Continuing through October 20, 2012
The increasing convergence of art with fashion, entertainment, technology and instant gratification may now well be unstoppable, but the exceptions to that rule, serious painters like Frances Lerner, suggest that art history may yet survive the general slide into cultural amnesia. The small oil paintings on panel that made such a strong impression in the 2010 "New Images of Man and Woman" group show (at Berkeley’s Alphonse Berber Gallery) are back in force in this beautifully installed solo show, "Minor Characters and Sympathetic Criminals," featuring around two dozen eccentric works that are full of feeling.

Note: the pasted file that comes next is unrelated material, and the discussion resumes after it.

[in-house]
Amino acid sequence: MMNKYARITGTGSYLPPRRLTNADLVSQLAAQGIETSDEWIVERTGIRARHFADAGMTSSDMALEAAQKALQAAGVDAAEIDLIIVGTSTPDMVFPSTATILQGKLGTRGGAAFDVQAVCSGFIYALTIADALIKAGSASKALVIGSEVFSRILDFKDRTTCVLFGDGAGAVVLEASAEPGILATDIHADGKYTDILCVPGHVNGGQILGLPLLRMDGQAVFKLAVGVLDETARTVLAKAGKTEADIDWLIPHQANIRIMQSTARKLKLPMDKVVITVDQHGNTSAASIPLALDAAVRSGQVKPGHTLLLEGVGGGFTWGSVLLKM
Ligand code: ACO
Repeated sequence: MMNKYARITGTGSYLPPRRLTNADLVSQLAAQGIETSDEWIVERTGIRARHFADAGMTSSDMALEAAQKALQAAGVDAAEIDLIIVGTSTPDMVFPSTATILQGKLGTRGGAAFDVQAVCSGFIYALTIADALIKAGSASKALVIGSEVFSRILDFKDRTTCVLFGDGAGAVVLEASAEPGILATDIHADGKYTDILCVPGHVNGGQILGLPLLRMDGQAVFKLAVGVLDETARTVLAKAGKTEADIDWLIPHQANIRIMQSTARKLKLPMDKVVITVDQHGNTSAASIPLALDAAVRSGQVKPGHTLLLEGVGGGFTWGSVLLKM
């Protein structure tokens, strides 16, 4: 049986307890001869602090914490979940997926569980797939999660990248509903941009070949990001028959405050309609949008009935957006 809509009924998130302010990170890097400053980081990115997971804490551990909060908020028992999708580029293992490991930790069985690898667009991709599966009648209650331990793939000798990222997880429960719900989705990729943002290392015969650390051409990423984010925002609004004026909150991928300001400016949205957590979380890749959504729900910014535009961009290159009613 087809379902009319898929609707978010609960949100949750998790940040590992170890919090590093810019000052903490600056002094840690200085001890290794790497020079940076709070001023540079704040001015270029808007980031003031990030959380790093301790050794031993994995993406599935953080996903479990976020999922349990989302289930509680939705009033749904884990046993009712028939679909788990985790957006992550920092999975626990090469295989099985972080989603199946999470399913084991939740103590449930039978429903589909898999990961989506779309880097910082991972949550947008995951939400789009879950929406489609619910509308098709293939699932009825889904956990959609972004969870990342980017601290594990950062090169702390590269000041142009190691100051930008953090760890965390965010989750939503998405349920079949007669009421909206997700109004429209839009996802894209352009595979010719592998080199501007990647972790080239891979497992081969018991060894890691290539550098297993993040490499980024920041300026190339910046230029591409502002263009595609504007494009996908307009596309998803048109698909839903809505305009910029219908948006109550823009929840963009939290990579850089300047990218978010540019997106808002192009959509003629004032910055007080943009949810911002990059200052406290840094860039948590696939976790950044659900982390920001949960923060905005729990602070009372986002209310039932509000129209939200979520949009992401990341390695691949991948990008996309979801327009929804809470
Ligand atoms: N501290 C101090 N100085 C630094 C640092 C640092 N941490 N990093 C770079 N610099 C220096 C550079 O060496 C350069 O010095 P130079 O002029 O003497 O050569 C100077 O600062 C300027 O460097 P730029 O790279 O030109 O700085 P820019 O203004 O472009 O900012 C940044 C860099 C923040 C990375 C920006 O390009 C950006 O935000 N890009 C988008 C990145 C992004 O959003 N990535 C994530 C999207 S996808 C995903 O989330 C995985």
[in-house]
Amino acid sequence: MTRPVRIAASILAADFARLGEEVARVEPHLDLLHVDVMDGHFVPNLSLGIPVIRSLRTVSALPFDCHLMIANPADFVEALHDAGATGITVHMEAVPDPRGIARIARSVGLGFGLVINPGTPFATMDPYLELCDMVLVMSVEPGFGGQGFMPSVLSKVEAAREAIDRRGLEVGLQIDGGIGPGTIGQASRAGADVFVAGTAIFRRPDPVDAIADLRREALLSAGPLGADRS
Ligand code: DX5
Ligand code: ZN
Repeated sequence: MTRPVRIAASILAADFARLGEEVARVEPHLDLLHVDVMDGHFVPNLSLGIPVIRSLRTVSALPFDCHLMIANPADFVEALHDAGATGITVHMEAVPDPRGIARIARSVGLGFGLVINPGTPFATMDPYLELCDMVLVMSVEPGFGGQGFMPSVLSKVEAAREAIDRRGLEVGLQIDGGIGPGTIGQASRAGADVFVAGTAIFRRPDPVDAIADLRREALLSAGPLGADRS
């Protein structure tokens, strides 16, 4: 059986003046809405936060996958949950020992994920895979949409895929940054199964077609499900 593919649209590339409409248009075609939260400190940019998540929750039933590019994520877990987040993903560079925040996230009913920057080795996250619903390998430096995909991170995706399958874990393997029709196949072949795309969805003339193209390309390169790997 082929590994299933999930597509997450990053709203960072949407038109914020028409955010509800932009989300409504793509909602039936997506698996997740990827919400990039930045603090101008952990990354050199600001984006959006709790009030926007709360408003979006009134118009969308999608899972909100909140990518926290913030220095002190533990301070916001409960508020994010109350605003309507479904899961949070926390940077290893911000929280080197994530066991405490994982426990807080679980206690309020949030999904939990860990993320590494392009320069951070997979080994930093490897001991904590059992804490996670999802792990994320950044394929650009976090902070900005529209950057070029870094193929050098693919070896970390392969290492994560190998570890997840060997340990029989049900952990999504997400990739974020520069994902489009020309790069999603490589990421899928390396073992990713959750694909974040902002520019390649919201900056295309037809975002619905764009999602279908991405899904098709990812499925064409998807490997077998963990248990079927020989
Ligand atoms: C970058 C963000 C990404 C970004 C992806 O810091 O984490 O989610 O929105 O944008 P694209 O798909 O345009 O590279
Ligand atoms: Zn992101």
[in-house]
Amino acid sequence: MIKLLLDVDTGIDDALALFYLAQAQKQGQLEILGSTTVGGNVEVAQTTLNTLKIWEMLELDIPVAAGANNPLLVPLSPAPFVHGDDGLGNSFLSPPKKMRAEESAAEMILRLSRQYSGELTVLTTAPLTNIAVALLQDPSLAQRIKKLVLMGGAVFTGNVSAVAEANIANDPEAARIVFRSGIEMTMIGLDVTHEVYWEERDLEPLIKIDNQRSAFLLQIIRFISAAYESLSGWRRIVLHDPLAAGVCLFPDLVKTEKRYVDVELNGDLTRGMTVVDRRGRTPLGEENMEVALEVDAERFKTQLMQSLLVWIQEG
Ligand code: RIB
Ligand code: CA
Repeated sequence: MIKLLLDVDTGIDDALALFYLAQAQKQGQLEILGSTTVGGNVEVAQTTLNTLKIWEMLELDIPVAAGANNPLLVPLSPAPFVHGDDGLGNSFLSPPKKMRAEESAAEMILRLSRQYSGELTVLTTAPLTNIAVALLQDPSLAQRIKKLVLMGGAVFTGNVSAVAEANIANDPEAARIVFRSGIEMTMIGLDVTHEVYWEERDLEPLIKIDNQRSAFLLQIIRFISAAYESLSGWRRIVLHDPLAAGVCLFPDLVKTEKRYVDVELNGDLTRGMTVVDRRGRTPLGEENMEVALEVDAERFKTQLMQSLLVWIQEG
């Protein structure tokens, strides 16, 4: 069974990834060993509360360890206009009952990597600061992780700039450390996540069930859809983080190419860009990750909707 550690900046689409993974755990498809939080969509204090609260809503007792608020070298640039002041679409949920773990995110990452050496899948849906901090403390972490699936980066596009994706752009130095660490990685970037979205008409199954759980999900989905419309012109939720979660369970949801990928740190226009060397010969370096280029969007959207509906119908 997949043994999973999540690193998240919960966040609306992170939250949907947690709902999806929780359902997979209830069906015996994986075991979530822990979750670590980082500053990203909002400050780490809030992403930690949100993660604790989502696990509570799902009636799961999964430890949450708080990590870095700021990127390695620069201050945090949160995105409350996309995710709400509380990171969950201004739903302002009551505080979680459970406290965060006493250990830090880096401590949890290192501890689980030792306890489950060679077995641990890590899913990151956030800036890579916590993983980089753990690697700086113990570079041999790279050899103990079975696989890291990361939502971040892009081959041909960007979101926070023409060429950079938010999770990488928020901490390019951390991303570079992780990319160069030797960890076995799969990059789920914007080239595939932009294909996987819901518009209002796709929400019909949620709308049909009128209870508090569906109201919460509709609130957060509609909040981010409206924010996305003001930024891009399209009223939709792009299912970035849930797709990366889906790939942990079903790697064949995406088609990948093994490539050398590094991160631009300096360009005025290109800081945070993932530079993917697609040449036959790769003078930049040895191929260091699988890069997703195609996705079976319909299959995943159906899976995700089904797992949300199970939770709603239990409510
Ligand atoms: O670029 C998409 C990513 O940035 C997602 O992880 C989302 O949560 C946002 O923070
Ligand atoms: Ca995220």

Employing the same puppets — acquired at flea markets — as before, Lerner (who is also a social worker and illustrator) creates enigmatic narratives that recall satirical novels about victims of social turmoil, namely refugees, not exactly a dead issue these days. One thinks of Hasek’s "Good Soldier Schweik" and Gunter Grass’ "The Tin Drum" as literary analogues, and of Callot’s "The Miseries of War" as a visual ancestor or precedent. Lerner’s Old Master technique, grisaille underpainting glazed with color, results in a subdued palette of beiges, grays and greens, with brighter color accents, reminiscent of the British visionary, Stanley Spencer. But her rendering of the doll-like figures in their ramshackle environments is soft edged, almost plush. Lerner infuses her bravura painting with a rich blend of innocence, menace and enchantment.